This diary entry is part of a series on employee engagement called Capitalizing on Culture. The series follows Richmond Hill, Ont.-based Trimark Sportswear Group and its quest to improve company culture.
Leadership diary #6
When Will Andrew was appointed president of Trimark Sportswear Group on June 1 this year, tinkering with the culture of the Richmond Hill, Ont., company wasn't exactly his top priority. But he has since envisioned the possible benefits. Here he chronicles the start of the process.
Who has the say over furniture, and other corporate ponderings
Priority No. 1: Moving file cabinets???
Last week we held our first employee council meeting (the name was subsequently changed to the Culture Club), and it yielded some interesting results. Having never had a meeting of this sort, I had no idea what might happen. I led off with a blank sheet of paper and suggested a few topics we might want to discuss - our core values or perhaps the mission statement - but I made it clear they could take it in any direction they wanted.
The first question was, "What is the process to moving filing cabinets?" (Background information: We moved to a new building in March and the building was a built-to-suit. So it is literally brand new.)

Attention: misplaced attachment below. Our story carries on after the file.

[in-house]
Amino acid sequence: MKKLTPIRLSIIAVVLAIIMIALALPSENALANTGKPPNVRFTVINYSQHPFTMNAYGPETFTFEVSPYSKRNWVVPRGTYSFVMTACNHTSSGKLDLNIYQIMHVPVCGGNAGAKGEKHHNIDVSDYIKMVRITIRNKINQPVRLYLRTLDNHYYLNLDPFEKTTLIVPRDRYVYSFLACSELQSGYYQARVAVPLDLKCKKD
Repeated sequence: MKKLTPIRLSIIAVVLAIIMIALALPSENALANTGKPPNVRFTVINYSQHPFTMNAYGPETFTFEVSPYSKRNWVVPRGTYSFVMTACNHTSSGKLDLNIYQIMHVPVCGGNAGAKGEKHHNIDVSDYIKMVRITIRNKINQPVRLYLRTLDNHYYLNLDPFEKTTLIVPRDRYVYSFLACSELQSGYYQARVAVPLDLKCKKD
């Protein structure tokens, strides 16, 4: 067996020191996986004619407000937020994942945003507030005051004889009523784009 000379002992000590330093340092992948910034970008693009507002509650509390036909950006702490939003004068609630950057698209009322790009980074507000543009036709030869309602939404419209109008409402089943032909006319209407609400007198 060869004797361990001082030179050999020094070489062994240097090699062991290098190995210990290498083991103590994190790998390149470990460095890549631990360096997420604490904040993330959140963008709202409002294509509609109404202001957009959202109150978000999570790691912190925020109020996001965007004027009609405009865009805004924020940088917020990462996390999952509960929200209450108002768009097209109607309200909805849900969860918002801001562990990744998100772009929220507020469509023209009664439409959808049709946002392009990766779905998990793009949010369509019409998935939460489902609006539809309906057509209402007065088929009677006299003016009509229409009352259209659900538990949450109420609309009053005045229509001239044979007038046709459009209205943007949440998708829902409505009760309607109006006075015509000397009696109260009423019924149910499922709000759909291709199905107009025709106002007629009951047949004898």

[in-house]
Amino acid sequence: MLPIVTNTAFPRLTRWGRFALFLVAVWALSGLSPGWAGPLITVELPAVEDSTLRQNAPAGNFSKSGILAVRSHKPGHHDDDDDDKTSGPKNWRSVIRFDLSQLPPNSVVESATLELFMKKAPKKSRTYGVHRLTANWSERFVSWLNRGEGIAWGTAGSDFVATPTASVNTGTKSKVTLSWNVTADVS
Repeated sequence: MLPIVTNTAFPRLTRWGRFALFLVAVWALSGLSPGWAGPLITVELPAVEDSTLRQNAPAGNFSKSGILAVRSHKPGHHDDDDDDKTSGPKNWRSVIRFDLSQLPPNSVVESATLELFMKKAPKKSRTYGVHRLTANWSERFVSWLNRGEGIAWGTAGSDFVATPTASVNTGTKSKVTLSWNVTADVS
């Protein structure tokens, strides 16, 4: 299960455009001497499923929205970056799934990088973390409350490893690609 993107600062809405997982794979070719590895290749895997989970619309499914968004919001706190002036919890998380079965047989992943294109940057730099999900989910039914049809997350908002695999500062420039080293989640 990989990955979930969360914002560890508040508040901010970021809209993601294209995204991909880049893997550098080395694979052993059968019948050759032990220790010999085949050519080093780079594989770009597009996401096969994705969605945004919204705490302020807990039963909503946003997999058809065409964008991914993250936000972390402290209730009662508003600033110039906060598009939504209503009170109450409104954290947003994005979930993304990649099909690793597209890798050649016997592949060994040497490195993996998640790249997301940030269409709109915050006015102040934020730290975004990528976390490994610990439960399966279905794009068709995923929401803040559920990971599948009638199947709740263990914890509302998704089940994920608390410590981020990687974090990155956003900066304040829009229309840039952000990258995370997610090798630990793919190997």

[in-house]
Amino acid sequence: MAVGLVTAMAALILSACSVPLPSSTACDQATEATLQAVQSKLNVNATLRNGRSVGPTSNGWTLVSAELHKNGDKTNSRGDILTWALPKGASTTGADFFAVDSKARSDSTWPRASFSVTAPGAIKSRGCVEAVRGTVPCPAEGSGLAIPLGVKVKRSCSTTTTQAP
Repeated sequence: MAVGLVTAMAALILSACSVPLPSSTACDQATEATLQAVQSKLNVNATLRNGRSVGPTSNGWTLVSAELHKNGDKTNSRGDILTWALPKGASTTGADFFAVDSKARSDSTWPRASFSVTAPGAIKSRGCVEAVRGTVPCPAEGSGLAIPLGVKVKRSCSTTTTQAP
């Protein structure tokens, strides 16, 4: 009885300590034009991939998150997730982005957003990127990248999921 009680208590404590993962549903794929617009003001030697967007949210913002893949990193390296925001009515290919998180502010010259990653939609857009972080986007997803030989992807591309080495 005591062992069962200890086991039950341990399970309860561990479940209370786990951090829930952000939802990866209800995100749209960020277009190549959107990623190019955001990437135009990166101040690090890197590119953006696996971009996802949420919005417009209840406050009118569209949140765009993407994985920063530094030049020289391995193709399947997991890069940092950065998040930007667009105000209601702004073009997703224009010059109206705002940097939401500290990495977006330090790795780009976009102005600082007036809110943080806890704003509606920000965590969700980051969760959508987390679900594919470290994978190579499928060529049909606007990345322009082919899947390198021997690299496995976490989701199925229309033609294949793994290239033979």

This led to an interesting discussion on whether we actually needed a procedure to move a filing cabinet. Having never really thought about it, I guess we don't want just anybody running around with a dolly and moving furniture. What if they got hurt? Which means they have to ask someone else… which means they have to get permission … hmmm.
In the end, we decided that we should probably get the people together who are most affected by the placement of the cabinets, get a new floor plan mocked up, and move all cabinets at the same time.
The shocking thing to me was that we actually needed to address the issue of how you make small changes like this without having to involve senior managers.
Staff know not to ask the president to move the cabinets, and they know the receptionist won't be able to help them with this type of issue, therefore it must be someone in the middle. But who?
Clearly, we're going to have to work on making these types of changes easier in order for staff to lead.
This all led to a fruitful discussion about the workspace itself. "It feels like the day we moved in, and we need to dress the place up" was the general sentiment. I can't say I disagree with them so we need to get that going.
I told the committee that we've hired an interior designer to help us with the planning and to give us ideas to make the space more colourful and fun.
When the staff learned that I had already organized a designer, it became clear that many of them feel there is a small group that knows what's happening - and then the rest who are wondering what on earth is going on.
Seeing as we had only met with the designer once, I felt there was nothing yet to report. But apparently, simply letting staff know we are doing something-anything - is important, even if it's too early to provide many details.
Again, I have learned I can never communicate too much!